The Algarve is Portugal’s favourite stretch of holiday coast, offering a variety of experiences.
Bernard O’Shea outlines how to find the best spot for you.
Earlier this year the good citizens of Albufeira in southern Portugal made a startling discovery on the busy Avenida dos Descobrimentos (Avenue of Discoveries): a young man was stripped naked, bound with masking tape to a lamppost and left there gagged and with a beer bottle protruding from his rear. A stag party prank by his British holidaymaker mates. Hilarious.
The incident highlights the dilemma you face when going to the Algarve, Portugal’s southernmost province (and you should go, because it boasts some of the most beautiful beaches in the world): you have pick to the right spot for you. Otherwise you might find yourself in the midst of a swarm of tourists whose sense of humour and idea of “harmless fun” might not match your own.
Thankfully, however, this wonderful, very explorable region has a great variety of scenery and experiences to offer. Let’s have a look at the most popular options.
This once quaint fishing village (pictured top) is now, as you might have gathered, party central. At the height of summer it can seem like it has been invaded by Brits who congregate in pubs advertising British beers and showcasing British sports teams on their giant TV screens. But strip that away and at heart it is still an attractive whitewashed town (you’ll need sunglasses to counter the glare) with a very appealing stretch of beach in front and alongside it. If you are young and after fun and night life, you’ll be in your element here. If you yearn for something more soothing, visit out of season, when its more natural charms come to the fore.
This easy-going harbour town about 30 kilometres west of Albufeira would be my starting point for anyone visiting the region for the first time. The historic town centre is attractive and easy to explore at leisure, and all sorts of boat trips are on offer down on the quay. By far the main attractions, though, are the beaches, coves, cliffs and rock formations on the southern outskirts of the town – the most spectacular stretch of coastline in the Algarve. Praia Dona Ana (“praia” means “beach”) is often ranked the top beach in the Algarve, but it’s outshone by the rockpool at Ponta da Piedade, said by some to be the most beautiful spot in Portugal. Here a 180-plus step staircase takes you down the cliff face to the water, where the local sailors will beckon you to come on in for a ride in their little boats. Don’t say “no” – bobbing in and out of the grottoes and through the arches by boat is the best way to take it all in.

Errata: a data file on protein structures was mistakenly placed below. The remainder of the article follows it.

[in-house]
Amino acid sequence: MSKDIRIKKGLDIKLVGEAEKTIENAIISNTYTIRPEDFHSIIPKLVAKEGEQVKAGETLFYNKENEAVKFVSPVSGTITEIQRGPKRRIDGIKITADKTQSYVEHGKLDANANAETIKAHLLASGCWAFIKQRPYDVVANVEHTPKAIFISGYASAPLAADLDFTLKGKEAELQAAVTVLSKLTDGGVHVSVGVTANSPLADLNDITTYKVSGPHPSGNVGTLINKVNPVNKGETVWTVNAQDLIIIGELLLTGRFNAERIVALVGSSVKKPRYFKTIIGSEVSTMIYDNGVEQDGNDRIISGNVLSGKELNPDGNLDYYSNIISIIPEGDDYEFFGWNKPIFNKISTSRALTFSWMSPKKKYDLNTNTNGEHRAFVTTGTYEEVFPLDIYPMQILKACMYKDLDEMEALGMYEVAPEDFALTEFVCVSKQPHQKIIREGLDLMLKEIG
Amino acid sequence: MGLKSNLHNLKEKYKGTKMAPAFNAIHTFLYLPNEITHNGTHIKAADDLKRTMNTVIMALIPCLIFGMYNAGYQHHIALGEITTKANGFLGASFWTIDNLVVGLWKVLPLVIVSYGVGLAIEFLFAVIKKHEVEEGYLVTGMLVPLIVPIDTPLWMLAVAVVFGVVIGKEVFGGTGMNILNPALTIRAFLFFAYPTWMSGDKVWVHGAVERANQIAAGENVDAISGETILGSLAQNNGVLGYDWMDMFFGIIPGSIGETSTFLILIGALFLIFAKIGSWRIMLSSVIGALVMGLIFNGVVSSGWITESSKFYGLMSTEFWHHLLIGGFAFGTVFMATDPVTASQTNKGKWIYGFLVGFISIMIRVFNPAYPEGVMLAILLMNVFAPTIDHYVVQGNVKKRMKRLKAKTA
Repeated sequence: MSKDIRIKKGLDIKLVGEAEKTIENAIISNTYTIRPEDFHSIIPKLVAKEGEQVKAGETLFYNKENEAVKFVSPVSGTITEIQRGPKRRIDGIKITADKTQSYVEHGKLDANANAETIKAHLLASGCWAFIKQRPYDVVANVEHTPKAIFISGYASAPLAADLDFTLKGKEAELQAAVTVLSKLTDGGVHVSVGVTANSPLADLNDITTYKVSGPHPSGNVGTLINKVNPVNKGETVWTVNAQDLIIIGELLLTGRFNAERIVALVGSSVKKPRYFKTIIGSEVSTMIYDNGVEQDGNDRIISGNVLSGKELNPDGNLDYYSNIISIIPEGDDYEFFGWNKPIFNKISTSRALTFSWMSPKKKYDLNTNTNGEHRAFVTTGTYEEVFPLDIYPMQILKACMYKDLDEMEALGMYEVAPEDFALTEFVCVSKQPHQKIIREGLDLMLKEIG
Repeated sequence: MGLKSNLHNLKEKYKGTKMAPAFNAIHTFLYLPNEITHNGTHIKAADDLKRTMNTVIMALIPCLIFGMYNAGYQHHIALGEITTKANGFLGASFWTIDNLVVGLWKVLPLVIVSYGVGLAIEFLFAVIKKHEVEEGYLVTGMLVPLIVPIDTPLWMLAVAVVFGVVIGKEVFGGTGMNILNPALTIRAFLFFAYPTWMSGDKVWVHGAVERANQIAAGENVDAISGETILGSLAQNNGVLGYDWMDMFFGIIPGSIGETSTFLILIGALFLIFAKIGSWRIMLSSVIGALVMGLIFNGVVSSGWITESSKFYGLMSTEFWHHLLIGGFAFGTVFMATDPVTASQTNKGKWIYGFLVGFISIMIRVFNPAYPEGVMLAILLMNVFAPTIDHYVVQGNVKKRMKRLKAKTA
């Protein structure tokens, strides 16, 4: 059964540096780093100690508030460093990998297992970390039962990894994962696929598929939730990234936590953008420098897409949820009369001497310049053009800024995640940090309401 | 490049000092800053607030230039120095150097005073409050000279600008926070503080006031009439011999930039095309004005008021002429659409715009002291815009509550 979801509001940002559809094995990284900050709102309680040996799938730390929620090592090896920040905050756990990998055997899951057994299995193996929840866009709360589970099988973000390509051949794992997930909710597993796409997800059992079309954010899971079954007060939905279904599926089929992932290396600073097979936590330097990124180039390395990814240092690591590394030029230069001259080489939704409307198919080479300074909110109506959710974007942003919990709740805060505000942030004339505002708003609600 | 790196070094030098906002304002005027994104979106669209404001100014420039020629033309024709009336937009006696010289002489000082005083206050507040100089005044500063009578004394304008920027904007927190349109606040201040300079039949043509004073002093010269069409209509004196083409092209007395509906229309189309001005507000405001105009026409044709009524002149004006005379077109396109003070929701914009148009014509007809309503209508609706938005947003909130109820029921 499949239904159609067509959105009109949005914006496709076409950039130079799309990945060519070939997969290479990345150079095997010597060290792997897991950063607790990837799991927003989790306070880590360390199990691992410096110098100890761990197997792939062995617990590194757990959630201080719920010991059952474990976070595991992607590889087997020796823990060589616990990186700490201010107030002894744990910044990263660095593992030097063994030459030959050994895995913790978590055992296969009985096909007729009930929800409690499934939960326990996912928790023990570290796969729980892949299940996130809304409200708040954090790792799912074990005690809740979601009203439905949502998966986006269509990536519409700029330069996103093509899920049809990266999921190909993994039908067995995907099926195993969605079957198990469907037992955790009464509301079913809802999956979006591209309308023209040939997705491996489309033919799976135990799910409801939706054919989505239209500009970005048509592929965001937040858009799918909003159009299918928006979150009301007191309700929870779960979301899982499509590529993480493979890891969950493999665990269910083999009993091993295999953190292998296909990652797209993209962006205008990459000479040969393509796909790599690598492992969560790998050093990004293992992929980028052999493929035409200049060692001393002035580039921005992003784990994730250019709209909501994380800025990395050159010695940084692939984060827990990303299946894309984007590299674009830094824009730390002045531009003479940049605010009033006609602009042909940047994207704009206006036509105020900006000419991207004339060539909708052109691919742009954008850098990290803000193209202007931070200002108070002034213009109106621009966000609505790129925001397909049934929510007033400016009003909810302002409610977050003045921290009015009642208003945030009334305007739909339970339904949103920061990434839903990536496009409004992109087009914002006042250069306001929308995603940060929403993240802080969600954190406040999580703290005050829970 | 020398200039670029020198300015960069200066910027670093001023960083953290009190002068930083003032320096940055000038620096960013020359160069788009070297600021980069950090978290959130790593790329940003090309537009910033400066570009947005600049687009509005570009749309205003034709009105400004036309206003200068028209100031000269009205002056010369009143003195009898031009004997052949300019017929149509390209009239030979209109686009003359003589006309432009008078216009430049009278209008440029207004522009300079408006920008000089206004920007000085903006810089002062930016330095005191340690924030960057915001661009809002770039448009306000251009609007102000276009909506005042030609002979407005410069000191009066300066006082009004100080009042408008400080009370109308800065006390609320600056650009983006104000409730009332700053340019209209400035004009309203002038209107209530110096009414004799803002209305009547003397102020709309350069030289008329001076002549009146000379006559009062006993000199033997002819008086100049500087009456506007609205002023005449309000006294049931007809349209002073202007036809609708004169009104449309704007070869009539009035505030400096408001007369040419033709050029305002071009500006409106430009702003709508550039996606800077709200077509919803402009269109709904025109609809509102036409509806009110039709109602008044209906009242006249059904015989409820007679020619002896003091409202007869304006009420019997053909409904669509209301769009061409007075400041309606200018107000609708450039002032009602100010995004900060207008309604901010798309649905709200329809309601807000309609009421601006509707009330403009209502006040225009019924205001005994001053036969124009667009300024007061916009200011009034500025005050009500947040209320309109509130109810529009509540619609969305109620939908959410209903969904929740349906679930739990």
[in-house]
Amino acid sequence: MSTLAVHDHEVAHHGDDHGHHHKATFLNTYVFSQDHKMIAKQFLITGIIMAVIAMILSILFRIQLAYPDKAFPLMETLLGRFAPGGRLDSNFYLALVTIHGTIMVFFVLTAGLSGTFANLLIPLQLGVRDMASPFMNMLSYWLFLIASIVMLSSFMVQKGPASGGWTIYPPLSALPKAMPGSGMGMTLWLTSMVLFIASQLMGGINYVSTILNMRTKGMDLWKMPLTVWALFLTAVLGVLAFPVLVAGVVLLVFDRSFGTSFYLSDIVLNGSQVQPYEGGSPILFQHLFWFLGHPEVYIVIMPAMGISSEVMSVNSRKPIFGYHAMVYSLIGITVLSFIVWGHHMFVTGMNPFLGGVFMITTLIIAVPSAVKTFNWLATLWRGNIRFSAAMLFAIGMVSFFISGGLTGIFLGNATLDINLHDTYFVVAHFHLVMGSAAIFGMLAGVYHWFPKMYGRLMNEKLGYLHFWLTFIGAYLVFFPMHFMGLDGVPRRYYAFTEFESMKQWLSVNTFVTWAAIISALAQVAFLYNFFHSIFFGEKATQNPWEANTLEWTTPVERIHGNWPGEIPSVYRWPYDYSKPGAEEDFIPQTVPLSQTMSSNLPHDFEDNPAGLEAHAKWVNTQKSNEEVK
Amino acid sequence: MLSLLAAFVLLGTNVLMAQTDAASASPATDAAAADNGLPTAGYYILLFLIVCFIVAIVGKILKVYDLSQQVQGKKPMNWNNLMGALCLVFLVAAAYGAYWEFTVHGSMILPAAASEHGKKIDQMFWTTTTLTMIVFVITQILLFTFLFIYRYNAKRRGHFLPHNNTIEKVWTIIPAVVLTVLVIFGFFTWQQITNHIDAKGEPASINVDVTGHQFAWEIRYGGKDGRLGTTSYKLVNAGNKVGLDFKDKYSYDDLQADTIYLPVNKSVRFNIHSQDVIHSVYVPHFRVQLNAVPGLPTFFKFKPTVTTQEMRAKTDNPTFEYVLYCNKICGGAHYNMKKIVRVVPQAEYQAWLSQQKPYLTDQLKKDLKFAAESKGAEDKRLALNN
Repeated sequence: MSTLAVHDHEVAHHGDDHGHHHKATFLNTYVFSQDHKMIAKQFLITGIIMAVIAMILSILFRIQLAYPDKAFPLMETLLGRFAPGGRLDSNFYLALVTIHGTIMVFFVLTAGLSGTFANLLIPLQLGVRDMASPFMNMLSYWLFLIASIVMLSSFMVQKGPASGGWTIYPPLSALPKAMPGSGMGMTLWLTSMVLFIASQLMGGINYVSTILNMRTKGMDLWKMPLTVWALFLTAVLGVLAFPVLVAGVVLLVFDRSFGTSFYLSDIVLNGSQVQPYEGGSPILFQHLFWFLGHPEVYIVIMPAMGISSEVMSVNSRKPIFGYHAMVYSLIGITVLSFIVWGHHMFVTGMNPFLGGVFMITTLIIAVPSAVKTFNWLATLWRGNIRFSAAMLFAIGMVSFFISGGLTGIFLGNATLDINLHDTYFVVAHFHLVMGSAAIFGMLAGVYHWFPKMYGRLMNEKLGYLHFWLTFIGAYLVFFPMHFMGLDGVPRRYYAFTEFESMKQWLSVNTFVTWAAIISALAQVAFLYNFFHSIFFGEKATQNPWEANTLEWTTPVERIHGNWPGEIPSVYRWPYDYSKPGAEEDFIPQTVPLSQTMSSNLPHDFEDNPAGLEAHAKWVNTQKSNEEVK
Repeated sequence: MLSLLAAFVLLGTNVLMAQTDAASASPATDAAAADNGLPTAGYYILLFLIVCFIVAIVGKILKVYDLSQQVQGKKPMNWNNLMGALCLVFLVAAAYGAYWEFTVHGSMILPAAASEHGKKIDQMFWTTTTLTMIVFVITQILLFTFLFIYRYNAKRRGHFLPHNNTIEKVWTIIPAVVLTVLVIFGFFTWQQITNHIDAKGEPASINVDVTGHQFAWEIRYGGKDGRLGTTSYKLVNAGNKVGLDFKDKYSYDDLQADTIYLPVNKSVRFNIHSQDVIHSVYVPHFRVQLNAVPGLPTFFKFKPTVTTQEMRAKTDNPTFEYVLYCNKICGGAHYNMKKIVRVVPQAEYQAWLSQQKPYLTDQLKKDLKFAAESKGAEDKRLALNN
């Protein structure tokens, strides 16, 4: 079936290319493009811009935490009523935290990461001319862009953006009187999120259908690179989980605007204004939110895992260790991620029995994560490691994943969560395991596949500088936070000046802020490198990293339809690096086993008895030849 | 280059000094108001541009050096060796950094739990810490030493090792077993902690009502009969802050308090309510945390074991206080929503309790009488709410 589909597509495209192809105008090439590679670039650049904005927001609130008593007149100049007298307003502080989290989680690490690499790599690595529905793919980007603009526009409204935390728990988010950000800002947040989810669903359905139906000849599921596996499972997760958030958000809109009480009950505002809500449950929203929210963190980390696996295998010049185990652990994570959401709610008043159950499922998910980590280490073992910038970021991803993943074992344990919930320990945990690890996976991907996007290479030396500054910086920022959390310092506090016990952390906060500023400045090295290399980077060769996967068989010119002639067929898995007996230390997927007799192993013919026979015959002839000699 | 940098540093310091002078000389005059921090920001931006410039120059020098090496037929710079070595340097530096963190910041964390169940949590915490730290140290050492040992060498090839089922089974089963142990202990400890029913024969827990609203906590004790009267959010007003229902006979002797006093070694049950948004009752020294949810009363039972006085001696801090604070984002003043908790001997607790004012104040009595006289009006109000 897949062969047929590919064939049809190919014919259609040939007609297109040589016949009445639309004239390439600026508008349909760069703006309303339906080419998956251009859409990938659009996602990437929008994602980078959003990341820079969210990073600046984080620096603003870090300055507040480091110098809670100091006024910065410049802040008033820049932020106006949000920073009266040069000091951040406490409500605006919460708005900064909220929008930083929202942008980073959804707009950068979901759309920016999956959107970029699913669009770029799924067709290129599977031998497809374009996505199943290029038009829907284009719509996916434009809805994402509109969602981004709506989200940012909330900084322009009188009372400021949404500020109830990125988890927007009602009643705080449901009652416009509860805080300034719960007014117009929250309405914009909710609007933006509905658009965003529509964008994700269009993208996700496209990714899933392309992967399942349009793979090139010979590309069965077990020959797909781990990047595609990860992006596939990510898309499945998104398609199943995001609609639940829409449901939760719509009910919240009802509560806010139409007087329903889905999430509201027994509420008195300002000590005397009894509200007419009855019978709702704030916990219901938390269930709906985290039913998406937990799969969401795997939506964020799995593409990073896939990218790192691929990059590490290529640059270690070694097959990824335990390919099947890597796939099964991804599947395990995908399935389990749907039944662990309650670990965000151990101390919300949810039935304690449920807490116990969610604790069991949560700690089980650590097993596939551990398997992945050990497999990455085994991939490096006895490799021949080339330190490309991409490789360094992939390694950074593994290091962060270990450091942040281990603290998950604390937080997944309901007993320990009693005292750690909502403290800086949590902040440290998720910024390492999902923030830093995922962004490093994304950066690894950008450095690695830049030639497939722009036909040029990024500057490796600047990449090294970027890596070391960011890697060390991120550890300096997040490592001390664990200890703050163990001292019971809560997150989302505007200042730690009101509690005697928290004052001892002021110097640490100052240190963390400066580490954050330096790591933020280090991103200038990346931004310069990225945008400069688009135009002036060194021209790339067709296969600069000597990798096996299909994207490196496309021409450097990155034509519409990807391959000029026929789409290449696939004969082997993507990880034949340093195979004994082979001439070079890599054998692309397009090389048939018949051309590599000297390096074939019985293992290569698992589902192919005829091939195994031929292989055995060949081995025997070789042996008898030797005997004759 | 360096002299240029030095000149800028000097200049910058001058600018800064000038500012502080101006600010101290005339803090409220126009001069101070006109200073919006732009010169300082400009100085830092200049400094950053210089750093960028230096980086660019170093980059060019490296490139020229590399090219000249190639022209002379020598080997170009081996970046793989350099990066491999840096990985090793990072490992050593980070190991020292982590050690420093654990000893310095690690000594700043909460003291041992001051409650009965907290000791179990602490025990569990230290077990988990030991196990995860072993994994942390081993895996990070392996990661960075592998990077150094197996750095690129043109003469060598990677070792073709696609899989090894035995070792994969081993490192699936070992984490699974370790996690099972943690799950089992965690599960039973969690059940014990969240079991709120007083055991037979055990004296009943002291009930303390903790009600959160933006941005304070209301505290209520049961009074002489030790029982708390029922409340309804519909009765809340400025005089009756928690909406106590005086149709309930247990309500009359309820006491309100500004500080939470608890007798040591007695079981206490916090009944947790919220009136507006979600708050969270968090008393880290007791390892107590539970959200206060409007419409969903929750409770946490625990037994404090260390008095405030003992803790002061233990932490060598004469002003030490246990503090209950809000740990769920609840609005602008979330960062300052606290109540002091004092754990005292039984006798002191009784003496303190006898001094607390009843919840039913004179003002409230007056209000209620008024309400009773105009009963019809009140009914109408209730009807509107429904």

The shimmering estuary of the Rio Arade gives Portimao a deceptively sleepy air, but it is one of the most vibrant and built up areas of the Algarve. Its main drawcard is the expansive Praia da Rocha, where the holiday resort concept had its infancy in Portugal. The cliffs and rock faces here are in their way as hauntingly beautiful as those further west.
Tavira, on the eastern end of the Algarve near the border with Spain, is probably the most picturesque city in the Algarve and is the place to go for purists who prefer elegant classic architecture to modern resort developments. The city is on the Rio Gilao, a couple of kilometres inland, and its popular beaches on the large barrier island Ilha da Tavira are a short ferry journey away. There is also a footbridge to the island at Santa Luzia, but as I discovered, from there it is a long walk back into town if you miss the last bus. Few British yobs come here; rather, it is a popular holiday spot for families in nearby parts of Spain.
FARO, OLHAO AND THE RIO FORMOSA NATURAL PARK
The coastal scenery changes at the twin cities of Faro and Olhao, which are fronted by the V-shaped Rio Formosa lagoon, a series of flat, sandy barrier islands and inlets that attract a great deal of bird life as well as tourists. Faro, the capital of the Algarve and site of an international airport, is often overlooked by incoming tourists who hastily depart for the famed beaches, but it is an appealing city well worth exploring (I spent a month there while doing a summer course at the local university, and it really grew on me). Faro does have a pleasant stretch of beach but it is a bit of a trek by bus or car out west, on the other side of the airport. Olhao’s most popular beaches are accessible by ferry on the Ilha da Culatra (also known as the Ilha da Farol at the lighthouse end) and the Ilha da Armona.
SILVES AND THE INTERIOR
Most tourists don’t give the Algarve interior much thought – after all, the beaches and golf resorts are what they hanker for. But there are some great excursions inland. The most important site, historically, is the hilltop former capital Silves, which so thrived under Muslim rule that it was apparently even called the Baghdad of the West. But after the Christian reconquest, its importance declined as that of Faro grew, and now it’s a sleepy city of about 40,000 inhabitants overlooking the Arade river. The city’s glory days are re-enacted each August during the lively medieval fair. To the west, The Serra de Monchique mountain range is another popular spot (there are spas at Caldas de Monchique), while to the east another great place to escape the heat is in the hills the shady village of Alte. Bring your swimming costume – there are two pools that tap into the Alte river. For a more regal experience, just north of Faro at Estoi, a former neo-baroque/rococo palace built for a local viscount has been beautifully restored and converted into the Pousada of Faro – Hotel Palacio de Estoi. TTW
Bernard O’Shea travelled to Portugal at his own expense. Photos: Albufeira photo at top © Jose Miguel/Turismo de Portugal.